Poetry is not just "something for clever dicks and posers"
The British government plans on rolling out a new curriculum and, as might be expected, some parties are up in arms over the proposed changes and what those changes imply. One involves requiring school children to memorize and recite poetry by heart. Simon Armitage weighs in on the merits and drawbacks of memorization by reflecting on his own school days:
Where I found refuge in poetry, and thought of it as an alternative to the mainstream, many of my former classmates felt either humbled or humiliated by it, and came to view it as something for clever dicks and posers. It's for those reasons that I'm nervous about the noises currently being made by the Department for Education about returning to "traditional values" in schools – values which would see children as young as five being expected to learn and recite poetry "by heart". My concerns are mainly about labelling poetry as something solid, traditional and worthy, something belonging to the establishment, a yardstick against which most people won't measure up.
I'm also worried that by poetry, what the government might really mean is "poetry", or POETRY – that is, grist for the spoken English competition, in which students at my school were expected to stand on a stage and chew their way through The Lady of Shalott in a feigned and foreign RP accent.
If those are the values being pursued, and if in Michael Gove's master plan English literature is actually a byword for Englishness, or learning "by heart" might actually mean learning by rote, then I'd prefer poetry to have no part in it.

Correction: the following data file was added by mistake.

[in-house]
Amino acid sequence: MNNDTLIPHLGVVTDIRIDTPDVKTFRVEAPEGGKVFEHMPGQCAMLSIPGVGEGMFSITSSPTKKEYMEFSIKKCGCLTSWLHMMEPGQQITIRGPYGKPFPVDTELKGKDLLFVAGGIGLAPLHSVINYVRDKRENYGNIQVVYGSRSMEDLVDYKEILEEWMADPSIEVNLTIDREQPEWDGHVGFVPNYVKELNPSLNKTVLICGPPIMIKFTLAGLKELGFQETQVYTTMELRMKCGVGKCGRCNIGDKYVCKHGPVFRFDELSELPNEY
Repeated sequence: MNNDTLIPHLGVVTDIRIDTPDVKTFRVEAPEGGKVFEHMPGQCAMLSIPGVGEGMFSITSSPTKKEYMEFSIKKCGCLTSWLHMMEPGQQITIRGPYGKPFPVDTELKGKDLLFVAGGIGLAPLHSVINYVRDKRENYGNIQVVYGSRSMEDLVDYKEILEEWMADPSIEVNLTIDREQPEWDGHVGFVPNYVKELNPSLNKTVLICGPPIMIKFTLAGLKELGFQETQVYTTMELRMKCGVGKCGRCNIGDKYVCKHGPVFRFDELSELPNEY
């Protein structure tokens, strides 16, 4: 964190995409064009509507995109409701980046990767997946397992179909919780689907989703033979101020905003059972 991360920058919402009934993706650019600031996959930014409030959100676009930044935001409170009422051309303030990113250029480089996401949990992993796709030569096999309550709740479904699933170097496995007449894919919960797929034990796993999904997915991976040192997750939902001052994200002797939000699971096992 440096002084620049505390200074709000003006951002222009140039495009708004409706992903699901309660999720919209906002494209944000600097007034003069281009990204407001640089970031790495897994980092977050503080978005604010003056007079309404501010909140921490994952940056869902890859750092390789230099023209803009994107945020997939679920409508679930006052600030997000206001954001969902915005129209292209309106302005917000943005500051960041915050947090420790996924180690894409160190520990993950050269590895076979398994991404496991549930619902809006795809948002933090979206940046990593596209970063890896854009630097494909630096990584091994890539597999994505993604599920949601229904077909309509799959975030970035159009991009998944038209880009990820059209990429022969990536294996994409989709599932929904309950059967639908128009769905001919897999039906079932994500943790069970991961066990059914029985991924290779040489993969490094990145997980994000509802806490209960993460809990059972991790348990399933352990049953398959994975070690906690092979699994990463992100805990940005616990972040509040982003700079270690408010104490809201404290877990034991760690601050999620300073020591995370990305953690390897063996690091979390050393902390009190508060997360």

Armitage goes on to say that there are real benefits to memorizing verse, but it has to be done in a way that connects with and speaks to the lives of students:
If, on the other hand, children are allowed to find the poems that fit their voices or appeal to their imaginations and their cultural inclinations, then I'm on board. It's a well-established fact that poems learned at an early stage in the form of nursery rhymes stay with us for life, and that people suffering with Alzheimer's and other forms of memory loss, who struggle in later life to remember their address or the names of their children, can often recite nursery rhymes without any difficulty. The brain is always keen to seize on pattern and structure, and the growing brain seems to instil poetry at its core.
The mind too, as it expands, needs forms of language that go beyond the rational and the prosaic, and which mirror our fragmented, highly metaphorical and moment-to-moment perception of life itself. My granddad could recite huge chunks of Shakespeare, to the point where he seemed to have a quote for every given situation. He'd worked in the mill, as a hospital porter and as a fireman, and was virtually self-taught in terms of literature. Sure, the quoting was something of a party piece, but I also felt that he was processing or validating his own life experiences, not to mention sharing those experiences with the planet's greatest ever wordsmith.
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